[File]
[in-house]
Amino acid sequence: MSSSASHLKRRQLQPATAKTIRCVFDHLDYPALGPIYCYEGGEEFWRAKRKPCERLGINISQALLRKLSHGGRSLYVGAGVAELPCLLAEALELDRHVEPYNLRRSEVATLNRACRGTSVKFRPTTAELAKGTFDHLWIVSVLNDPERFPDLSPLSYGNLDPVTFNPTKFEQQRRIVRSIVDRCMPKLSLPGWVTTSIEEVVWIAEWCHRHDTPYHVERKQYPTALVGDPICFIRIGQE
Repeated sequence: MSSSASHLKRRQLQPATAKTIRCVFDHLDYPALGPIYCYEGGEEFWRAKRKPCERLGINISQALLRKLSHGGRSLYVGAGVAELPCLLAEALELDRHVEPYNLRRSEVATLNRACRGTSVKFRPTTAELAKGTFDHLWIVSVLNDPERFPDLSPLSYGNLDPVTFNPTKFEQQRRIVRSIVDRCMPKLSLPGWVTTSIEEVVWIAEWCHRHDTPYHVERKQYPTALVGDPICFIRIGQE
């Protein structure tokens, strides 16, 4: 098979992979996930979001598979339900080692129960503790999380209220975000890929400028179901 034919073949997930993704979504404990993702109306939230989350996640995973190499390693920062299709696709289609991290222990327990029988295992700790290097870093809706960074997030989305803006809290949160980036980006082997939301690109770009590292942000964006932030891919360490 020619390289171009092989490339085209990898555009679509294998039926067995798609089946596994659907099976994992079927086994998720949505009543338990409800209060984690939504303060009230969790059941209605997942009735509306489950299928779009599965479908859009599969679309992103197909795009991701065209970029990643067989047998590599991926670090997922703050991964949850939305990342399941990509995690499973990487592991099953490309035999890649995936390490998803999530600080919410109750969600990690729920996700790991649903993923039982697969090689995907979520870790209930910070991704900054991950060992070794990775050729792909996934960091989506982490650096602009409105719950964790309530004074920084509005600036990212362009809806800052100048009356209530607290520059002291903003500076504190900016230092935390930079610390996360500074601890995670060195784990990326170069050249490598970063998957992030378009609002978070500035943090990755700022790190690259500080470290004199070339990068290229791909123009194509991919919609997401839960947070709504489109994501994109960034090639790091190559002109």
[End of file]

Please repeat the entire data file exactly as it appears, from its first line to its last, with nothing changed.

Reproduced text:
[in-house]
Amino acid sequence: MSSSASHLKRRQLQPATAKTIRCVFDHLDYPALGPIYCYEGGEEFWRAKRKPCERLGINISQALLRKLSHGGRSLYVGAGVAELPCLLAEALELDRHVEPYNLRRSEVATLNRACRGTSVKFRPTTAELAKGTFDHLWIVSVLNDPERFPDLSPLSYGNLDPVTFNPTKFEQQRRIVRSIVDRCMPKLSLPGWVTTSIEEVVWIAEWCHRHDTPYHVERKQYPTALVGDPICFIRIGQE
Repeated sequence: MSSSASHLKRRQLQPATAKTIRCVFDHLDYPALGPIYCYEGGEEFWRAKRKPCERLGINISQALLRKLSHGGRSLYVGAGVAELPCLLAEALELDRHVEPYNLRRSEVATLNRACRGTSVKFRPTTAELAKGTFDHLWIVSVLNDPERFPDLSPLSYGNLDPVTFNPTKFEQQRRIVRSIVDRCMPKLSLPGWVTTSIEEVVWIAEWCHRHDTPYHVERKQYPTALVGDPICFIRIGQE
């Protein structure tokens, strides 16, 4: 098979992979996930979001598979339900080692129960503790999380209220975000890929400028179901 034919073949997930993704979504404990993702109306939230989350996640995973190499390693920062299709696709289609991290222990327990029988295992700790290097870093809706960074997030989305803006809290949160980036980006082997939301690109770009590292942000964006932030891919360490 020619390289171009092989490339085209990898555009679509294998039926067995798609089946596994659907099976994992079927086994998720949505009543338990409800209060984690939504303060009230969790059941209605997942009735509306489950299928779009599965479908859009599969679309992103197909795009991701065209970029990643067989047998590599991926670090997922703050991964949850939305990342399941990509995690499973990487592991099953490309035999890649995936390490998803999530600080919410109750969600990690729920996700790991649903993923039982697969090689995907979520870790209930910070991704900054991950060992070794990775050729792909996934960091989506982490650096602009409105719950964790309530004074920084509005600036990212362009809806800052100048009356209530607290520059002291903003500076504190900016230092935390930079610390996360500074601890995670060195784990990326170069050249490598970063998957992030378009609002978070500035943090990755700022790190690259500080470290004199070339990068290229791909123009194509991919919609997401839960947070709504489109994501994109960034090639790091190559002109």